A better understanding of the evolution of horses.
WiYC asserted that Niles Eldredge 'refuted' horse evolution. Eldredge was arguing against the outdated idea of horses evolving in a straight line progression. Eldredge and other paleontologists would argue that the fossils point to a more complicated bushy tree of fossils with the only surviving member being the modern horse.
From the Horse Evolution FAQ on TalkOrigins:
"As new fossils were discovered, though, it became clear that the old model of horse evolution was a serious oversimplification. The ancestors of the modern horse were roughly what that series showed, and were clear evidence that evolution had occurred. But it was misleading to portray horse evolution in that smooth straight line, for two reasons:
1. First, horse evolution didn't proceed in a straight line. We now know of many other branches of horse evolution. Our familiar Equus is merely one twig on a once-flourishing bush of equine species. We only have the illusion of straight-line evolution because Equus is the only twig that survived. (See Gould's essay "Life's Little Joke" in Bully for Brontosaurus for more on this topic.)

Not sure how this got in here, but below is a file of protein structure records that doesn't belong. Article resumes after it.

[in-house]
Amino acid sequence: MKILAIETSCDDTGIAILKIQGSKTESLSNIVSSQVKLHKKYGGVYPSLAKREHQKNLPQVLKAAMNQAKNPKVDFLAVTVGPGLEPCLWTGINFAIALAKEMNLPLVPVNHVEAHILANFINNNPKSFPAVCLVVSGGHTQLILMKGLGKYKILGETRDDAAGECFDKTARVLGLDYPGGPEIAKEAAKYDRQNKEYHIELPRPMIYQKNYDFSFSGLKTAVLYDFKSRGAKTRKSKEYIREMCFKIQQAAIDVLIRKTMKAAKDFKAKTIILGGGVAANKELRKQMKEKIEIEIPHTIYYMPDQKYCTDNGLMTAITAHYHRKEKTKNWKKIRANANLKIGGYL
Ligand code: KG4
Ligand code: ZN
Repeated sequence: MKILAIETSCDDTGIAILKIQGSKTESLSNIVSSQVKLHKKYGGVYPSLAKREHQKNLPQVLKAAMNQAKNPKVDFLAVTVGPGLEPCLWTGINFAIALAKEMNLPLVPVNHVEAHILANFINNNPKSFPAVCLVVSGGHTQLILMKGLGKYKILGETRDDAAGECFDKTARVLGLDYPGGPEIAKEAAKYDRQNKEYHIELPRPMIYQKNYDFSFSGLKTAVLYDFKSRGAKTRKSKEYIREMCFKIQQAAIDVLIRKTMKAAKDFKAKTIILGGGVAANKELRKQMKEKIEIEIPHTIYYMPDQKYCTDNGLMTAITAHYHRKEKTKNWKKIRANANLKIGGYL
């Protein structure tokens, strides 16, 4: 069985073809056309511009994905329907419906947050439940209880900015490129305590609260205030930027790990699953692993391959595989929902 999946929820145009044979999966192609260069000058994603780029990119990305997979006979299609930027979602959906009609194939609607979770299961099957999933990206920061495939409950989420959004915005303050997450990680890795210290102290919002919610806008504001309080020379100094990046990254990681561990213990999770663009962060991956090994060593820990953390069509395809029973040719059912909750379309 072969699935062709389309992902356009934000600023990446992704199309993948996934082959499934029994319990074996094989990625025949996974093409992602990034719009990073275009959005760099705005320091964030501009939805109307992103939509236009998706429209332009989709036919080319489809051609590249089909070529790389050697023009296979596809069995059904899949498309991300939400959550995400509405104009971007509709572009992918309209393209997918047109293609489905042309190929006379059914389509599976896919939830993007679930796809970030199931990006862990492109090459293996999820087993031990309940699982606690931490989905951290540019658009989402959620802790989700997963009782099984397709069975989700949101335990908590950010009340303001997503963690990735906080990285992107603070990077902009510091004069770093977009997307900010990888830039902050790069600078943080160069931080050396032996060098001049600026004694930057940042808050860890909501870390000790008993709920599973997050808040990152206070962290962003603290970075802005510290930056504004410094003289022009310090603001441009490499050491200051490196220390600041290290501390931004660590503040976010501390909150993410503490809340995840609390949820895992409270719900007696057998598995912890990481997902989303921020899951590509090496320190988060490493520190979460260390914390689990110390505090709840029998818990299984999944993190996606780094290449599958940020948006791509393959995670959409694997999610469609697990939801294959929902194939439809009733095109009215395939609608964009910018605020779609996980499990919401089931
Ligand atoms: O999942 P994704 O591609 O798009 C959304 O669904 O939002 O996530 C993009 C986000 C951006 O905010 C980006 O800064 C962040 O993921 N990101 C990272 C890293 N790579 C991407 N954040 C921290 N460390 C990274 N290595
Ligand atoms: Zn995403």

2. Second, horse evolution was not smooth and gradual. Different traits evolved at different rates, didn't always evolve together, and occasionally reversed "direction". Also, horse species did not always come into being by gradual transformation ("anagenesis") of their ancestors; instead, sometimes new species "split off" from ancestors ("cladogenesis") and then co-existed with those ancestors for some time. Some species arose gradually, others suddenly.
Overall, the horse family demonstrates the diversity of evolutionary mechanisms, and it would be misleading -- and would be a real pity -- to reduce it to an oversimplified straight-line diagram."